For marketers, Millennials are the most important generation to come along in the last 100 years, according to a recent Adroit Digital study. This group of young adults is the largest generation by number in US history. Millennials number more than 80 million, a population larger than the Baby Boomers, and it outnumbers Gen X almost 3:1. Millennials came of age in the wake of massive advancements in technology, unparalleled communication access, and media exposure that allowed people to spread information faster to a wider, more diverse audience than in any generation before them.
As Baby Boomers move closer to retirement, they will take with them close to $400 billion in annual spending. Retailers are scrambling to secure the loyalty of the Millennial tech-savvy and fast-paced crowd, which spends $600 billion a year.
By 2030, Millennials will outnumber non-Millennials. In addition to growing up as digital natives, Millennials entered college in the face of the largest recession since the Great Depression. Many of those who completed their college education are accompanied by massive student loan debt, and they also entered college knowing a bleak job market faced them. They also see things differently because they are culturally different. Millennials are the most racially and ethnically diverse American generation ever, with over 20% of the population now identifying as Hispanic and 13% as African American.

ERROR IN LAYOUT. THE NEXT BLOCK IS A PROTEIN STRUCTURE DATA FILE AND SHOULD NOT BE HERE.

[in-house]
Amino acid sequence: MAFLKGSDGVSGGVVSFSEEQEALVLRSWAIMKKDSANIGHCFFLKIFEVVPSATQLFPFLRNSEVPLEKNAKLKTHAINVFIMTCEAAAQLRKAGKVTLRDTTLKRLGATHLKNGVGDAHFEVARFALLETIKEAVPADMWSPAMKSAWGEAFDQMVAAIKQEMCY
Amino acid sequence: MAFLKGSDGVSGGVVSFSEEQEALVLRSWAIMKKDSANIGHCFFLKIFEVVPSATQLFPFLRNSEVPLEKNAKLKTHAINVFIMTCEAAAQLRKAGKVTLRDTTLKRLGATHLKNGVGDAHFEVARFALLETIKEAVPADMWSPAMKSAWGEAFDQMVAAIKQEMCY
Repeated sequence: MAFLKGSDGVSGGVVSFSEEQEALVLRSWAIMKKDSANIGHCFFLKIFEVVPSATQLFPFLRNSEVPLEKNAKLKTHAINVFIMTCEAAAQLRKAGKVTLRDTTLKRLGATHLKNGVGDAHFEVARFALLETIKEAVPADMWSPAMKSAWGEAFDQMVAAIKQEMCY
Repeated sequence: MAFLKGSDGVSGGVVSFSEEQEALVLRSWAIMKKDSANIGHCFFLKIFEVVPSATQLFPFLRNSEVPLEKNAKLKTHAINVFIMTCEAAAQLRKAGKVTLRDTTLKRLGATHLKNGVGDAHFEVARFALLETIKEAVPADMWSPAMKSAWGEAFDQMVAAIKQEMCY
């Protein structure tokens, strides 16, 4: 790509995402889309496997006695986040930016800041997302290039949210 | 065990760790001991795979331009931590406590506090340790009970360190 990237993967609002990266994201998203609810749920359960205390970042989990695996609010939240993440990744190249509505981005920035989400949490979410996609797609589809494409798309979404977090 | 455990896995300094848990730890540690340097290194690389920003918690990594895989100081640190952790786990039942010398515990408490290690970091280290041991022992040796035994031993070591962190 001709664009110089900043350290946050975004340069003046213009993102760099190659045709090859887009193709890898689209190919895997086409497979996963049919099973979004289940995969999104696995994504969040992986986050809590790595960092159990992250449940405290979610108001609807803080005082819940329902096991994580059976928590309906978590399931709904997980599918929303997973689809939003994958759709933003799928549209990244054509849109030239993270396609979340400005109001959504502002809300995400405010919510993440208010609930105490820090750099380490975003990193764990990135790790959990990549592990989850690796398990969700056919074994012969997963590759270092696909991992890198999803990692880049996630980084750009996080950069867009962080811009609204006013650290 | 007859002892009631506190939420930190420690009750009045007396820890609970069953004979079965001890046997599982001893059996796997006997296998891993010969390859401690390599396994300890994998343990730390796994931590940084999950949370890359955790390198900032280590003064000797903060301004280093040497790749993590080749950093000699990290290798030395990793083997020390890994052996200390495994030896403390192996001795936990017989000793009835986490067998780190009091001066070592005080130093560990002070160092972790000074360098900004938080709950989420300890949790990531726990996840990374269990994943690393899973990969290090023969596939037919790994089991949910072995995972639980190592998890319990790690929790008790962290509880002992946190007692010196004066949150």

When asked about how they think about brands compared to how their parents think about them, and how brands can gain their future loyalty, 64% of Millennials are more brand-loyal or as brand-loyal as their parents. 24% consider themselves to be more brand-loyal than their parents. Rest assured, says the report, this generation demonstrates strong brand loyalty.
To gain insight into how Millennials view brands and their thoughts on brand loyalty, 60% of Millennials said that social advertising has the most influence over them in how they perceive a brand and a brand’s value. Traditional media, outside of TV, fell flat. In the realm of influence, radio, billboards (OOH), and magazines finished last with mobile and online, both display and video, comfortably in the center.